An end-to-end suite of technologies has been established for the unobtrusive and continuous monitoring of health and activity changes occurring in the daily life of older adults over extended periods of time. The technology is aggregated into a system that incorporates the principles of being minimally obtrusive, while generating secure, privacy protected, continuous objective data in real-world (home-based) settings for months to years. The system includes passive infrared presence sensors placed throughout the home, door contact sensors installed on exterior doors, connected physiological monitoring devices (such as scales), medication boxes, and wearable actigraphs. Driving sensors are also installed in participants' cars and computer (PC, tablet or smartphone) use is tracked. Data is annotated via frequent online self-report options that provide vital information with regard to the data that is difficult to infer via sensors such as internal states (e.g., pain, mood, loneliness), as well as data referent to activity pattern interpretation (e.g., visitors, rearranged furniture). Algorithms have been developed using the data obtained to identify functional domains key to health or disease activity monitoring, including mobility (e.g., room transitions, steps, gait speed), physiologic function (e.g., weight, body mass index, pulse), sleep behaviors (e.g., sleep time, trips to the bathroom at night), medication adherence (e.g., missed doses), social engagement (e.g., time spent out of home, time couples spend together), and cognitive function (e.g., time on computer, mouse movements, characteristics of online form completion, driving ability). Change detection of these functions provides a sensitive marker for the application in health surveillance of acute illnesses (e.g., viral epidemic) to the early detection of prodromal dementia syndromes. The system is particularly suitable for monitoring the efficacy of clinical interventions in natural history studies of geriatric syndromes and in clinical trials.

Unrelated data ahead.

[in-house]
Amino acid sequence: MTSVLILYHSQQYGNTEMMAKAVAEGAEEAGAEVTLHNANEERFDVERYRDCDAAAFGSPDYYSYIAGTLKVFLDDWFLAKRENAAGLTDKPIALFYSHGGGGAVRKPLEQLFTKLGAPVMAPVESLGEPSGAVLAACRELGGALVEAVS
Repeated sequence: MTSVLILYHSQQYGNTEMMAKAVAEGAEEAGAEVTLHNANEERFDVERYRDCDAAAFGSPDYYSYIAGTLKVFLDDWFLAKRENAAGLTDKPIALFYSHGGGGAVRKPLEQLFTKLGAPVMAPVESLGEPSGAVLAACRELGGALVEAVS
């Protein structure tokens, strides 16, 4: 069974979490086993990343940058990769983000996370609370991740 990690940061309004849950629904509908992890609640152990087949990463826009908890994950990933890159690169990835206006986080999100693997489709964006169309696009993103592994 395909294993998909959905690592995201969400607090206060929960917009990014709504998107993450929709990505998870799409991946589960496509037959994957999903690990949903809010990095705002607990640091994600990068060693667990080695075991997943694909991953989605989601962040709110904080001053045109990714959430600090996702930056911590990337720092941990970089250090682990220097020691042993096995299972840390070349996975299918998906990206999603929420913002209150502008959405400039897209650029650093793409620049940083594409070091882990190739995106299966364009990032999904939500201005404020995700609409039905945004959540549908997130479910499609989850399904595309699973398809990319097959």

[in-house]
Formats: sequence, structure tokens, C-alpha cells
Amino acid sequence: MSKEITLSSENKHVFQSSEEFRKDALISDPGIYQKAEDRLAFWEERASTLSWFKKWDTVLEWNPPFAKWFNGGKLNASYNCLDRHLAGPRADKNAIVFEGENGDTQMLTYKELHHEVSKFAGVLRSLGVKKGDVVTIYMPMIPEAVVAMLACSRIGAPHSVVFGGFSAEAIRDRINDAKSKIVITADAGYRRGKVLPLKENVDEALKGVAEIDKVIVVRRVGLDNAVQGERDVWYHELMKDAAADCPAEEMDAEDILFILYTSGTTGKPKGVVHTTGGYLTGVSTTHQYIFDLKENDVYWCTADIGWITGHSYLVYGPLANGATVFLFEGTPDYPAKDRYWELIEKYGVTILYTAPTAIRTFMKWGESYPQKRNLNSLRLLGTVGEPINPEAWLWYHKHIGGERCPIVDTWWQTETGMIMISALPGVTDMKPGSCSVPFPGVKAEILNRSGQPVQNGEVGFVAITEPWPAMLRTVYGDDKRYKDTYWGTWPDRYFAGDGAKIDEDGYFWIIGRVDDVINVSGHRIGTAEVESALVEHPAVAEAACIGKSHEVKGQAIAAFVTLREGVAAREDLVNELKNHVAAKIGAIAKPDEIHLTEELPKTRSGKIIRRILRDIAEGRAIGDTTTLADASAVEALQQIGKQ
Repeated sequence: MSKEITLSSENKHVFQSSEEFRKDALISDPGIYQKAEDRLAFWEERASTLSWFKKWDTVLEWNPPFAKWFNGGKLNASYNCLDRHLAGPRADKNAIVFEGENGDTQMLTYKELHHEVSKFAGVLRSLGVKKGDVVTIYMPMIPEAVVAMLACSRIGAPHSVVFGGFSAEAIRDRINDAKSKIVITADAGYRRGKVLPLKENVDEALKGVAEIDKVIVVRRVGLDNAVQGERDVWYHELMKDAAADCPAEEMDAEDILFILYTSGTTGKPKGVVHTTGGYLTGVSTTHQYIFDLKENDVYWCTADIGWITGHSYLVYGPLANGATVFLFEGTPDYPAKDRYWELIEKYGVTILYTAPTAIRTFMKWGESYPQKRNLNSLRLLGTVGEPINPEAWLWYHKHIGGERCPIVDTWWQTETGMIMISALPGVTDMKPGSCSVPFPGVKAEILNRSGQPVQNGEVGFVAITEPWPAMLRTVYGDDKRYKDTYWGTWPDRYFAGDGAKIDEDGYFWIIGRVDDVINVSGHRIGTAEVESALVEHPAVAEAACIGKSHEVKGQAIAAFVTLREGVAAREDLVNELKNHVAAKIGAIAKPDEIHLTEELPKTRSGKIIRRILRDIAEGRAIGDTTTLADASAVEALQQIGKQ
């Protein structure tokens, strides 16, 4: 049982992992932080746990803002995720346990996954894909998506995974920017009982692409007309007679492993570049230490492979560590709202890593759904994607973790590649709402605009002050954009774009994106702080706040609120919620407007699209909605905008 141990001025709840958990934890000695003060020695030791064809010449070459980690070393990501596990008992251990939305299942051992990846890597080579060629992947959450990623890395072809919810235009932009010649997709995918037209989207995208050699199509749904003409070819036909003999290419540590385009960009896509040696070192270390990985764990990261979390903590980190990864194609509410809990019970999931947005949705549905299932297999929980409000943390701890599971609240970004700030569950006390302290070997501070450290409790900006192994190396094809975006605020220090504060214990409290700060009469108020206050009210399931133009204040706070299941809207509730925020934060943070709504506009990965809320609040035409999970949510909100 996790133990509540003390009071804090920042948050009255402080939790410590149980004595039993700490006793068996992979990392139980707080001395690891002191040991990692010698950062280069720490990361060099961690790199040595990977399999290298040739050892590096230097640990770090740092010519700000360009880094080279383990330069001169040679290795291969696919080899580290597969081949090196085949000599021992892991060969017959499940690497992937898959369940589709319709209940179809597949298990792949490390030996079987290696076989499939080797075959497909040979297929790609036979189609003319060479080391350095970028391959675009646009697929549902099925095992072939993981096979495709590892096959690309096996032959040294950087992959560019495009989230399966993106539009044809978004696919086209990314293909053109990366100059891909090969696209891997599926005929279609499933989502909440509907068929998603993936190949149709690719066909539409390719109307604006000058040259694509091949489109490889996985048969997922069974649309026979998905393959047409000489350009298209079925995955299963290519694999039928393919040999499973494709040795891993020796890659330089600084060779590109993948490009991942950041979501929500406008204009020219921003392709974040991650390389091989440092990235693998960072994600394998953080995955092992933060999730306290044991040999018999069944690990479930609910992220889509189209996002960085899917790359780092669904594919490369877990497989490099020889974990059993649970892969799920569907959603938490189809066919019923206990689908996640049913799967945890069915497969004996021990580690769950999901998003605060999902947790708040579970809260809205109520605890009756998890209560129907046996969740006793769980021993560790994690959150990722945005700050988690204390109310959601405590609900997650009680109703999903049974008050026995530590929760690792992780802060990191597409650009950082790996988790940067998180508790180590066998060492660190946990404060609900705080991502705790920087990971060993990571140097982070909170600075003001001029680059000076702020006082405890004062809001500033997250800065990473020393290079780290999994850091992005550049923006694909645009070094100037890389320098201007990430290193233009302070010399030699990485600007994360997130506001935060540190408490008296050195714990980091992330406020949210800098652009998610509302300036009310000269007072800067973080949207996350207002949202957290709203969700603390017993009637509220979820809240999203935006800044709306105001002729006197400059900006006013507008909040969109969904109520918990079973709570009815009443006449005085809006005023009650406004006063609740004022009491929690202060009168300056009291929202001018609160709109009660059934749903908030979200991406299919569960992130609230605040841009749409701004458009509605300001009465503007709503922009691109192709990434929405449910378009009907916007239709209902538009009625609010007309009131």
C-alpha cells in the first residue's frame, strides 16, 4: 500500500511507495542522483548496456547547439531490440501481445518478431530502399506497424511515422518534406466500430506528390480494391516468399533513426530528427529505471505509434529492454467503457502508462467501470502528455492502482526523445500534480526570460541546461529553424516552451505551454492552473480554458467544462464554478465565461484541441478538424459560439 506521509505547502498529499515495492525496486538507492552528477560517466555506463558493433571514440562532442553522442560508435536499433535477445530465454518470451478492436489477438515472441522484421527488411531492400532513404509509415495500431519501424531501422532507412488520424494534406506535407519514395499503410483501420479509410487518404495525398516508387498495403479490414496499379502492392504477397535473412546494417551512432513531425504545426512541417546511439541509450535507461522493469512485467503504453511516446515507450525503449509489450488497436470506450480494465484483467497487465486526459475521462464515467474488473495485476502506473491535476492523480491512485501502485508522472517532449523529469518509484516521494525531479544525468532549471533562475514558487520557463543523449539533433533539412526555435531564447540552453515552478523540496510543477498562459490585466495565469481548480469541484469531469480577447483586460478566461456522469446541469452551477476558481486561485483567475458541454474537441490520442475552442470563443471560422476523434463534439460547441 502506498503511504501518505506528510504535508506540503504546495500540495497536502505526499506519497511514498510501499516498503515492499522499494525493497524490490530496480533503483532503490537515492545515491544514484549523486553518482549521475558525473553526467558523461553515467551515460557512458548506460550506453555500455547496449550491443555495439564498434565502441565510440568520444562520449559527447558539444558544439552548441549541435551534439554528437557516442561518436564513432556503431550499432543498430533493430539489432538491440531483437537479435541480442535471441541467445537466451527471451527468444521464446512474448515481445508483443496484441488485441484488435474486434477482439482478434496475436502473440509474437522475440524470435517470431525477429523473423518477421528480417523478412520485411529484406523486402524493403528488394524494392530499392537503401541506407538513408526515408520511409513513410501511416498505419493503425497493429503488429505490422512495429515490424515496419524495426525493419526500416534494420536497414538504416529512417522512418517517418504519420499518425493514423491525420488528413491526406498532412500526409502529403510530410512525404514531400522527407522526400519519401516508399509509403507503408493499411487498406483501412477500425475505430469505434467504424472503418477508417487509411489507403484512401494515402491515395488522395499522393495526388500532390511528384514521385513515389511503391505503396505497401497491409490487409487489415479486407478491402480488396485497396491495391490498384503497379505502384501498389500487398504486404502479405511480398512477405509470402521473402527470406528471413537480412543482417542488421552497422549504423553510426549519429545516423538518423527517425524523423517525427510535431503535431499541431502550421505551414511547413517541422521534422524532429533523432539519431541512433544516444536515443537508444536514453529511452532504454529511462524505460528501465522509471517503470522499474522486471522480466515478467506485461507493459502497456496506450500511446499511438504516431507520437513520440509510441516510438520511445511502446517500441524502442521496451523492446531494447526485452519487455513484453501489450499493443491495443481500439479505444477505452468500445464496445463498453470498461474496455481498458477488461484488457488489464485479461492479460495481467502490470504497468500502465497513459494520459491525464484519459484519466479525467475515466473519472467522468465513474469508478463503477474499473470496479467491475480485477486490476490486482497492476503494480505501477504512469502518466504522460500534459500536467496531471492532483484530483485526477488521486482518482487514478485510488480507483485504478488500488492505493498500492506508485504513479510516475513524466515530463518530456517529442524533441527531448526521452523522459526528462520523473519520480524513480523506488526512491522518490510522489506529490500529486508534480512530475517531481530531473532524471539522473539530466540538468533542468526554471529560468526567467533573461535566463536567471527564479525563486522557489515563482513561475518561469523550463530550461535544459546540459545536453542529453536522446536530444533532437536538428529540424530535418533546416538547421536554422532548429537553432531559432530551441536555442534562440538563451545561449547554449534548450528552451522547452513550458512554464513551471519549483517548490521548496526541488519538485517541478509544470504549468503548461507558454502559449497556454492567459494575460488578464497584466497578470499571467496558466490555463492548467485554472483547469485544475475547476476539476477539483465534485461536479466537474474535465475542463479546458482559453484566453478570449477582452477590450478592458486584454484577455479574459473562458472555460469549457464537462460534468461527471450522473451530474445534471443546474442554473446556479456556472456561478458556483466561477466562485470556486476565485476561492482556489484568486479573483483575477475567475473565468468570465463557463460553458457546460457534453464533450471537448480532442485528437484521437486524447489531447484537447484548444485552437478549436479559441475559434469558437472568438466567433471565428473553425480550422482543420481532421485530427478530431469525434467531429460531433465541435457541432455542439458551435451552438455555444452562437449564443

Bibliographical noteFunding Information:
The research described here was supported by grants from the National Institutes of Health, National Institute on Aging (U2CAG054397, P30 AG024978, P30 AG008017, R01 AG042191, R01 AG024059), Intel, the Foundation for the National Institutes of Health and the Robert Wood Johnson Foundation.
© 2018 Journal of Visualized Experiments.
Copyright 2018 Elsevier B.V., All rights reserved.
- Aging in place
- Independent living
- Pervasive computing
- Smart home
- Unobtrusive monitoring